Tobias Richter

Tobias Richter

Associate Professor

My research focuses on three aspects: the consequences and effects of climatic change on past societies, past foodways, and the emergence of social inequalities. As an archaeologist, I investigate these topics in the early human past, specifically, during the transition from hunting and gathering to agriculture in southwest Asia, between c. 20,000 – 8,500 years ago. Related areas of interest are lithic technologies and use-wear analysis, landscape archaeology, and the relationship between the past and modern-day politics.

I am interested in how societies in the past responded to global climatic change. Specifically, I investigate what impact the Younger Dryas climatic event (c. 13,000 – 11,600 years ago) had on late Pleistocene hunter-gatherers in the Middle East, and whether the arid and cool conditions associated with this downturn pushed societies to adopt plant cultivation. To investigate this I initiated two fieldwork projects in the arid region of northeast Jordan ( and the intermontane highlands of the central Zagros ( This research combines archaeological fieldwork with archaeobotanical, zooarchaeological and palaeoclimatic studies to reconstruct the impacts of climate changes on settlement patterns and economy.

I am also curious about past foodways, i.e. the relationship between culture, diet, nutrition and health. The transition from hunting and gathering to agriculture in southwest Asia was fundamentally a change in how people obtained food and how they processed ingredients in new ways. My current project Changing Foodways in Prehistoric Southwest Asia: Reconstructing food procurement, processing and cooking during the Epipalaeolithic-Neolithic transition (funded by the Frie Forskningsfonden Danmark) investigates this question through an inter-disciplinary approach that brings together use-wear and residue analysis of artefacts, zooarchaeology, archaeobotany and experimental archaeology.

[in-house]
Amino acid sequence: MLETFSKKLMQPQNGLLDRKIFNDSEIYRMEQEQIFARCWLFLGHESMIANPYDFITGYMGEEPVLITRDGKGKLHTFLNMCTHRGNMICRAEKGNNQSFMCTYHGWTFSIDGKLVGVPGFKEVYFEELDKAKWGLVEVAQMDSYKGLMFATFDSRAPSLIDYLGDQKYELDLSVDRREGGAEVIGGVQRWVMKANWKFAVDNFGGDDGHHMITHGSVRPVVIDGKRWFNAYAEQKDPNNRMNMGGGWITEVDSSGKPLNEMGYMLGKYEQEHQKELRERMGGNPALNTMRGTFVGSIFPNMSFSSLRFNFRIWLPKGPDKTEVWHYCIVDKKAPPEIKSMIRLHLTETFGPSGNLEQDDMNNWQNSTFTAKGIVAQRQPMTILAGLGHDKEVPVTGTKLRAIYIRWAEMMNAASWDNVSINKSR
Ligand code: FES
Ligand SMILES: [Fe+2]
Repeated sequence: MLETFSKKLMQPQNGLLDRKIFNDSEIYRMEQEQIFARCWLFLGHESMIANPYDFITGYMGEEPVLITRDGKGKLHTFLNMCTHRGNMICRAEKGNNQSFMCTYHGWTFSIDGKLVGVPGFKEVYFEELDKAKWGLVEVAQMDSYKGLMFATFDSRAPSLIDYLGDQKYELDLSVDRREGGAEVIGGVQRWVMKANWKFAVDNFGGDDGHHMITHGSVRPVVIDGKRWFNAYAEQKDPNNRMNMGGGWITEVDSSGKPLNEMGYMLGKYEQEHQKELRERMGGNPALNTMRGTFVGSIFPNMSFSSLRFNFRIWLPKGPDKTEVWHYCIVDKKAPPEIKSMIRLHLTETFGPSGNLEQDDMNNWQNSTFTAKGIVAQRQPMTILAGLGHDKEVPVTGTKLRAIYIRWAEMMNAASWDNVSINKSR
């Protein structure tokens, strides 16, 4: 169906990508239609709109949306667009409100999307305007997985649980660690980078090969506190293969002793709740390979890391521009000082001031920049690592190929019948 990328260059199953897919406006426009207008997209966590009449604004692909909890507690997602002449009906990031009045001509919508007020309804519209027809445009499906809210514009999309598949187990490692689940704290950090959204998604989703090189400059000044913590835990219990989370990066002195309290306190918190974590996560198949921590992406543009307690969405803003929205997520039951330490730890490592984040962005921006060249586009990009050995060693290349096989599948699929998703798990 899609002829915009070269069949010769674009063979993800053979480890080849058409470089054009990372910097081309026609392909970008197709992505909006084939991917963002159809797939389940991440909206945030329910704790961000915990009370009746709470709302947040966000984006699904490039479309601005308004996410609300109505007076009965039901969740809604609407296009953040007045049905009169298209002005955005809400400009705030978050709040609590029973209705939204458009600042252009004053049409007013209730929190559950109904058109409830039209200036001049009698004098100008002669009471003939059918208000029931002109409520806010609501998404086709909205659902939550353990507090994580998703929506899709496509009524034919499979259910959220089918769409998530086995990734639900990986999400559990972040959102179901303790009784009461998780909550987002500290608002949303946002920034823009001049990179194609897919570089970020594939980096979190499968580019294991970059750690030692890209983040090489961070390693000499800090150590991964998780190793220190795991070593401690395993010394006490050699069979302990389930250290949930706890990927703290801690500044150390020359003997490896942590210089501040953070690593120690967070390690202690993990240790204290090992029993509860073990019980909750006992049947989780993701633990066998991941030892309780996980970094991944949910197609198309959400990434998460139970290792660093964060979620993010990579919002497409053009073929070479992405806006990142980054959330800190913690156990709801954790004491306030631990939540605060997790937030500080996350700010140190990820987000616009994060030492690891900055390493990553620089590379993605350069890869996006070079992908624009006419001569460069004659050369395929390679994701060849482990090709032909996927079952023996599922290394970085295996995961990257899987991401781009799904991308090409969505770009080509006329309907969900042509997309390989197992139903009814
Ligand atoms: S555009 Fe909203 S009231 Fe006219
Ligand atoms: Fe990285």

An emerging area of interest, which is also tied to foodways, is the study of social inequalities at the end of the Pleistocene and during the early Holocene in southwest Asia.

I also have an interest in the role of heritage in negotiating political identities in the Middle East, and the history of archaeology in the region.

I direct the Centre for the Study of Early Agricultural Societies at the Department of Cross-Cultural and Regional Studies, which brings together a number of postdoctoral researchers and PhD students interested in the study of the transition to agriculture in prehistory.



I contribute to a range of modules on the Near Eastern Archaeology BA and MA level, including Themes and Topics in Near Eastern Archaeology 1 & 2, Practical Archaeology 1 & 2, Approaches to Archaeology, Videnskabsteori, Theory and Method and the Berlin-Copenhagen Seminar. 



Current PhD Students

Golnaz Ehadi (jointly with the Eberhard Karls Universität Tübingen)

Alice Cao (jointly with Aimee Little & Nathan Wales, University of York)


Former Students

Anne Jörgensen-Lindahl

Patrick Pedersen

Joanne McCafferty

Agnieszka Bystron

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